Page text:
HARK Clinic Head: Professor David Isaacs

David leads the Health Assessment for Refugee Kids (HARK) Refugee Clinic, which he founded in 2005. He has published extensively on paediatric refugee health, particularly in relation to infectious diseases and asylum seeker health. In 2014 he was a consultant paediatrician for International Health and Medical Services at the detention centre at Nauru. David is also Clinical Professor in Paediatric Infectious Diseases at the Children’s Hospital at Westmead and the University of Sydney, and Editor-in-Chief of the Journal of Paediatrics and Child Health.

Clinical Nurse Consultant: Alanna Maycock

Alanna provides expert clinical support and leadership to the HARK clinic. She has worked with refugees and asylum seekers in both the governmental and voluntary sectors of Australia and the UK since 2004, and with the HARK clinic since 2011. She is regularly invited to speak on the health of children in detention and has spoken and written widely on the topic. In 2014, she was sent to assess and report on health processes at the Regional Processing Centre in Nauru on the Island. Alanna is a registered nurse immuniser and Tuberculin Skin Test (TST) administrator and reader, and has a Masters Degree in Health Science.

Clinical Academic: Dr Hasantha Gunasekera

Hasantha has worked with HARK since 2007. He is a Clinical Academic with the University of Sydney and a general paediatrician at The Children’s Hospital at Westmead. He has led research and spoken widely on refugee health, particularly on the impacts of detention on child health. He was a consultant paediatrician for International Health and Medical Services at the detention centre at Nauru in 2014 and for the Australian Human Rights Commission in 2015.  Hasantha is also Sub-Dean (Education) of The Children’s Hospital at Westmead Clinical School (University of Sydney), and Editor of the Journal of Paediatrics and Child Health.

Staff Specialist: Dr Merrran Mackenzie

Merran is a paediatrician at the HARK, where she has worked since 2014, initially as an Honorary Medical Officer, and now as a Staff Specialist. She is an experienced paediatrician, and is passionate about providing the best possible health care for refugee children and particularly those from asylum seeker families who face multiple barriers accessing health care.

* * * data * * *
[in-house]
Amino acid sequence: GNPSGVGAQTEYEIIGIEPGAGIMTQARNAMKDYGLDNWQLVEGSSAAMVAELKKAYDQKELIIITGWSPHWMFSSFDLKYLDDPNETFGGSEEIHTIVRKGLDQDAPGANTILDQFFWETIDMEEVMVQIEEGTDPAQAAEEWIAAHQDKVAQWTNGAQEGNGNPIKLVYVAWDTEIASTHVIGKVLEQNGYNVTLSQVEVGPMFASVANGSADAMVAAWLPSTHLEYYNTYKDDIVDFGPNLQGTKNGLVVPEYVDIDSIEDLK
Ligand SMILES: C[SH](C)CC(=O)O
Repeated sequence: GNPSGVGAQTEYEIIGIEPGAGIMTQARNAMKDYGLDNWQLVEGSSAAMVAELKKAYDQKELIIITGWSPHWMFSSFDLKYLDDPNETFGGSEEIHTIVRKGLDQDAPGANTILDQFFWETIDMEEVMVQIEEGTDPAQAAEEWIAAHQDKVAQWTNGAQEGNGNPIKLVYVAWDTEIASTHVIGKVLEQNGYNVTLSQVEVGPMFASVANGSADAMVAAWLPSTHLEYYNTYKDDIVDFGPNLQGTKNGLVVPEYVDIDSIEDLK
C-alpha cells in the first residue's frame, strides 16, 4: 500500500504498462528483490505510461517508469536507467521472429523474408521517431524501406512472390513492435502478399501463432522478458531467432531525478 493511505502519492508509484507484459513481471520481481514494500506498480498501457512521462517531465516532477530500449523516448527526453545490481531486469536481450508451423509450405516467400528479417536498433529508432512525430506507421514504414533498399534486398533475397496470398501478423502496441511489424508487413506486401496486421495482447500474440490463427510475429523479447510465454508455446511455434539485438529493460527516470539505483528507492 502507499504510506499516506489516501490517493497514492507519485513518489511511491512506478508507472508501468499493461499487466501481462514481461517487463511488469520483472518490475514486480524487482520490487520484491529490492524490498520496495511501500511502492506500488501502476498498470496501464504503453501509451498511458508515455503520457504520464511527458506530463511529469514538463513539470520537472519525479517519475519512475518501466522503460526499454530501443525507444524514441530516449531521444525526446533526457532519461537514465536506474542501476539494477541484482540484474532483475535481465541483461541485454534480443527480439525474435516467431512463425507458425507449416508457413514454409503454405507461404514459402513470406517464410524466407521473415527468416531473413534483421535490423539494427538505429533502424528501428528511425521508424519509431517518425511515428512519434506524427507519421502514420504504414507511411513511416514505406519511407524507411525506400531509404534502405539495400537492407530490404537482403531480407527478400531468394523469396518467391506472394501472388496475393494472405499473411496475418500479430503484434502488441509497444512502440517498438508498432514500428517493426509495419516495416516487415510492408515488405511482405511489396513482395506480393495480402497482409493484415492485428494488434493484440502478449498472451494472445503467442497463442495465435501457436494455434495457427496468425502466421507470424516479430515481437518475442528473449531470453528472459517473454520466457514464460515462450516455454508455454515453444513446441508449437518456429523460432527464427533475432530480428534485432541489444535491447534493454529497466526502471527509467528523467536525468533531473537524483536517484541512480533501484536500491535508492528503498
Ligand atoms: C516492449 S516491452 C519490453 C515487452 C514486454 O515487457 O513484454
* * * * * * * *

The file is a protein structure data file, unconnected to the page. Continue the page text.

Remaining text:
Staff Specialist, Department of Infectious Diseases and Microbiology, CHW: Dr Philip Britton

Philip provides occasional clinical services at HARK as part of his role as Staff Specialist at the Department of Infectious Diseases and Microbiology. He is also an Early Career Researcher with Sydney Medical School and the Marie Bashir Institute for Infectious Diseases and Biosecurity. His interests lie in neurological infections, global child health, infectious disease epidemiology and prevention, and real world implementation of communicable disease control.

Honorary Medical Officer: Dr Helen Young

Helen is an experienced paediatrician and paediatric neurologist at CHW who works part time at the HARK clinic as an Honorary Medical Officer. She has particular expertise in the management of children who suffer from intellectual or physical disabilities, ensuring they get the best possible care and access to appropriate health care and services.

Honorary Medical Officer: Professor Wendy Hu

Wendy is a General Practitioner who has worked part time at HARK as an Honorary Medical Officer since 2012.  She has worked at the Children’s Hospital since 1989, as a clinician, researcher, educator and educational administrator. She is widely published and regularly invited to present at national and international conferences. Wendy is Professor of Medical Education, School of Medicine, Western Sydney University.

Clinical Academic: Professor Ben Marais

Ben provides occasional clinical services at HARK as part of his role in Paediatric Infectious Diseases at the Children’s Hospital at Westmead.  He is Deputy-Director of the Marie Bashir Institute for Infectious Diseases and Biosecurity ( and helps to lead the Centre for Research Excellence in Tuberculosis at the University of Sydney.    

Paediatric Refugee Health Fellows

SCHN has two part-time Paediatric Fellows which provide clinical services to both our clinics as well as support and advice to SCHN. This also provides the Fellows with an opportunity to develop their skills in refugee health under the supervision of highly experienced staff. Both positions are funded by the NSW Ministry of Health.

Social work staff

The role provides essential support to clinicians, by providing practical assistance with the myriad of issues that compound health issues including poor housing, poverty, and lack of social support. They provide links to school supports, psychosocial support programs, and other programs to support the whole family.